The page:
Mohammad Yusuf Siddiq is an Associate Professor of Islam at Islamic University, Bangladesh. He has written extensively on the history, civilization, and culture of Muslim Bengal both in Arabic and English including a dozen entries in the Encyclopedia of Islam. Currently, he is the 1997-98 Benladen Fellow of Islamic Legal Studies Program at Harvard Law School. He is also the Founding President of Baitulmal Prokolpo, a rural welfare project actively engaged in environmental awareness and afforestation programs in Kushtia, Bangladesh.
Abstract of paper given at Islam
and Ecology conference:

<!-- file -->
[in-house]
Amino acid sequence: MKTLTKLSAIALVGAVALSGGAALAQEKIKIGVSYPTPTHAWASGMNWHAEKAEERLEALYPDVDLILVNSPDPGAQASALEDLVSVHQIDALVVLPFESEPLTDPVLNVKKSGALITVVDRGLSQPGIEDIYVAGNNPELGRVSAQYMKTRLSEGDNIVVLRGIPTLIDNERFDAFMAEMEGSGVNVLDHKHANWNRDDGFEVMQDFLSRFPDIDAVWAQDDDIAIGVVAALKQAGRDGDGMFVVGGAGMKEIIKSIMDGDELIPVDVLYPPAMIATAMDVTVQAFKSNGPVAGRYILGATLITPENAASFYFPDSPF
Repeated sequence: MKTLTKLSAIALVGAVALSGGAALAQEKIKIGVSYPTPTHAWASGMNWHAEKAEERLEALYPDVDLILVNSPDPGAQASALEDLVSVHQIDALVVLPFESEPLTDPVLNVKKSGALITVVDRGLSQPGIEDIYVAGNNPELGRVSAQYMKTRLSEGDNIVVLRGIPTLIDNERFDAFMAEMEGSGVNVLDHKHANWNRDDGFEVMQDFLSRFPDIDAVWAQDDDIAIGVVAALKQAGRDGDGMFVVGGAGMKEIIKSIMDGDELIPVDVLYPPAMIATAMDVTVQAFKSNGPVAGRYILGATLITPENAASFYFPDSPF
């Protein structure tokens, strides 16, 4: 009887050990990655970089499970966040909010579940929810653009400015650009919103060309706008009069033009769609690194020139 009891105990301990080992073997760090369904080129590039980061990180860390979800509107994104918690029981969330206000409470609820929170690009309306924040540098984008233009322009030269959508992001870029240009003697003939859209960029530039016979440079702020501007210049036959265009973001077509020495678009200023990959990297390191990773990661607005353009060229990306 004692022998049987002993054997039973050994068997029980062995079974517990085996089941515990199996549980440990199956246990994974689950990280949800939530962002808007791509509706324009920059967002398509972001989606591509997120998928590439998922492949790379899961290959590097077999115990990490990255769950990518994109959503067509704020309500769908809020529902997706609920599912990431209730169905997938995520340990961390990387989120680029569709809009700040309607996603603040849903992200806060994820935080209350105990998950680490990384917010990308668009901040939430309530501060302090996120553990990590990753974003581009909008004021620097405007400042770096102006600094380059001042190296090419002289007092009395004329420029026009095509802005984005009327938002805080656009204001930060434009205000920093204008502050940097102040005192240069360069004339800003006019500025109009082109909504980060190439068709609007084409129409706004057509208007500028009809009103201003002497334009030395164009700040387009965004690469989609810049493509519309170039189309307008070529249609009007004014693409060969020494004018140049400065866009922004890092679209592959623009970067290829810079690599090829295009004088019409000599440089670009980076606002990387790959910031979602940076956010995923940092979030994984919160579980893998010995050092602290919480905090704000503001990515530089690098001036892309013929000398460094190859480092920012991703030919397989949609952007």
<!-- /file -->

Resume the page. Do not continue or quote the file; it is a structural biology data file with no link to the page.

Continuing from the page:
Defined by the Prophet as din al-fitra or the religion of nature, Islam emerged in a way as the religion of ecology in the riverine Bengal--the gateway to the rice-culture--during its eight hundred years of historical presence there. Islam rapidly became the popular religion of the ever-growing picturesque Bengali villages as human settlement expanded along the delta and as rice cultivation spread, often clearing the forest of its otherwise low marsh land. Bengal's wonderful ecological balance and natural harmony left a strong imprint in its popular literature, art, architecture, culture, and folklore. This symbiotic relationship was thwarted during the colonial period due to the excessive exploitation of natural wealth such as deforestation, the legacy of which still continues, in an ever increasing manner, in this most densely populated region of the world.